For me, women of the Bible, women of faith communities, women of the world and all people seeking justice for themselves, for others and for our earth inspire me to believe that change is possible even in the most difficult environment.

My current job as the CEO of  one of Foundations devoted to women’s human rights keeps me centered on hearing women directly from the lives of women  and girls in more than 175 countries. The Global Fund For Women began as an idea to do things differently, shift the approach of international development by putting funds in the hands of women, for initiatives that protect the human rights of women and girls.  We fund and advocate with women who organize themesleves in movements that demand justice.  We prioritize populations that are hard to reach – widows, rural women, single mothers, women living with HIV, women’s rights activists, peace activists, women advocating for sexual heath and rights, environmental activists, women workers,  women in slums, women in conflict and post-conflict countries, women farmers, indigenous women and women working for political, religious and cultural inclusion. These are populations that usually have difficulties geeting  a meeting with donors. Many are often shunned by religions and some of  them are ostracized  by faith commmnities  because  they don’t  fit the category of good women.

The women we support are challenging the status quo in communities that tell her that because she’s born female, she shouldn’t pursue education, she shouldn’t sit in on community meetings, her opinion is not important, she should focus on chores defined for her by long held traditions. She is told to remain silent if she’s a victim of violence, her presence is not needed in Parliament or to broker peace accords.

Today everywhere in the world, women are breaking the silence on their oppression and violence. Women have accessed education and they continue to struggle to better access health care, economic stability, environmental security, and human rights for themselves and their communities and families. Women have done this with limited resources, while continuing to work as mothers, grandmothers, aunts, daughters, career women, public servants, educators, voluteers and so on. These women sustain my energy and give me hope for tomorrow.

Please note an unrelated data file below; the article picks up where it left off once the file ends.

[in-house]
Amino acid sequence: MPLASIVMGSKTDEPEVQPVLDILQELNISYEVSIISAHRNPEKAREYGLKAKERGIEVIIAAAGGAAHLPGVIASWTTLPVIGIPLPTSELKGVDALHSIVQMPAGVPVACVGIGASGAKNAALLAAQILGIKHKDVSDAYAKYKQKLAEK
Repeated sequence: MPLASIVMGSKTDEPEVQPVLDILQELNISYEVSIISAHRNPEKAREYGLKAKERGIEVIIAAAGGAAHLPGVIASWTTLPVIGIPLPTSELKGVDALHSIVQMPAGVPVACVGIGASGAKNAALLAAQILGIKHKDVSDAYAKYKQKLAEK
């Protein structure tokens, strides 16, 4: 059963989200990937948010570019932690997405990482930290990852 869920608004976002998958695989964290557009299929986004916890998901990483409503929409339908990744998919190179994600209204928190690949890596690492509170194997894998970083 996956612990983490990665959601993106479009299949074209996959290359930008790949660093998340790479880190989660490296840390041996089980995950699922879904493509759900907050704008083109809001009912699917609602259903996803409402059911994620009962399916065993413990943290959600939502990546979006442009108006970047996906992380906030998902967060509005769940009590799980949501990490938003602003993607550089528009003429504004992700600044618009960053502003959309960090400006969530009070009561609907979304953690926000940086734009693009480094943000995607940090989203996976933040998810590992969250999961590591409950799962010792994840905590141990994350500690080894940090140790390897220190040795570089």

Hope is the refusal to accept the reading of reality and the belief that data informs but it does not spell doom for us. It is the belief that reality can be changed for the better. Hope therefore is resistance. It actively resists the void of hopelessness by working for alternatives. Thus hope is not merely an intellectual frame of mind. Hope is to be lived out. To hope for justice and peace is to work for elimination of injustice and to be a peacemaker. To hope for democracy means to practice being democratic in our personal relationships. To hope for wholeness means to face our own lack of wholeness with courage and to be prepared to go through the pain of self-examination, which leads to change.

Efforts to achieve tranformation are often hindered by self defeating conviction that change is impossible or will only come slowly,  and we have no hope of bringing change in a timely manner. This hopeless mentality must be avoided at all costs. Instead,  we must be change makers by holding hope high and exercising the principle of ‘justice  for all” not “ just us”.  Delayed justice enhances distrust, hatred, fear and it does kill people. It is expensive to repair damaged souls and  bodies and impossible to ressurect the dead even when you belong to a faith community that did  resurect some dead people. Hence I say here and now:  IT is Time.This is the time to be active for justice.  “Justice delayed is justice  denied”.


Happy International Women’s Day


Dr Musimbi Kanyoro is a theology scholar, researcher, women’s rights activist, social change philanthropy advocate and public speaker. She is currently the CEO of Global Fund for Women (USA) a grantmaking foundation that has supported millions of women around the world.